Gold climbs on Omicron's widening spread, inflation worries

Gold is historically viewed as a hedge against inflation. PHOTO: REUTERS

SINGAPORE (BLOOMBERG) - Gold jumped on Wednesday (Dec 1) as investors grappled with the widening spread of the new Omicron variant as well as inflation that's proving to be more persistent than previous predictions.

Spot gold advanced as much as 1.1 per cent to US$1,794.48 an ounce and was at US$1,788.22 by 6.59am in London. Prices fell 0.6 per cent on Tuesday.

The Bloomberg Dollar Spot Index was little changed after declining 0.4 per cent. Silver rose 0.5 per cent, palladium climbed 1.9 per cent and platinum gained 1.7 per cent.

Gold is historically viewed as a hedge against inflation. Higher inflation is feared to weaken corporate earnings, which in turn, would hurt stocks prices. In such a scenario, gold may gain as an alternative investment.

Moreover, if stocks correct on Omicron, investors may find safety in gold investing.

Researchers worldwide are racing to understand the full impact of the Omicron strain of Covid-19, first identified in South Africa and detected in countries from the UK to Brazil. It's prompted a raft of restrictions on inbound travelers in an effort to curtail its spread, and sparked concerns about whether it could evade the protection of vaccines and fuel new surges in infections.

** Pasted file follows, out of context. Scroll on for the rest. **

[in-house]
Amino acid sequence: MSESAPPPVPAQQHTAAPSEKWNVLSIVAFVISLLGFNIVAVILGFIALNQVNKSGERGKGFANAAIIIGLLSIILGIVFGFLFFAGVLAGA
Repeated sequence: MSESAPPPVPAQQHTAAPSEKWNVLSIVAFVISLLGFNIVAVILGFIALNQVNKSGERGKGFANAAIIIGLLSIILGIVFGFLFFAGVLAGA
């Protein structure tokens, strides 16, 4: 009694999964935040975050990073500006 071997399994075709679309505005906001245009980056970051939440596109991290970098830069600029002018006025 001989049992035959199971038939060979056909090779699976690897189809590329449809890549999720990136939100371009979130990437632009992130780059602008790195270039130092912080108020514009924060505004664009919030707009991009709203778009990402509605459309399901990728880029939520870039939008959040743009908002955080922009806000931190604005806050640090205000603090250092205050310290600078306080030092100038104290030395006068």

"Gold has been relatively choppy lately as the Omicron issue has been tough to figure out at the moment, with so little data on it currently," said Nicholas Frappell, global general manager at Sydney-based ABC Bullion. The market is being "driven by sentiment not epidemiology," he said.

Investors are also assessing whether the Federal Reserve may step up efforts to curb inflation. Chair Jerome Powell retired the word "transitory" to describe stubbornly high price pressures and said officials should weigh removing pandemic support at a faster pace.

Bullion posted a marginal loss last month as investors weighed the prospects of the Fed dialing back on pandemic-era stimulus amid elevated consumer prices alongside uncertainty surrounding the omicron variant's impact on the global recovery. The US central bank is currently scheduled to complete its asset-purchase programme in mid-2022 under a plan announced at the start of November to slow buying by US$15 billion (S$20.5 billion) a month.

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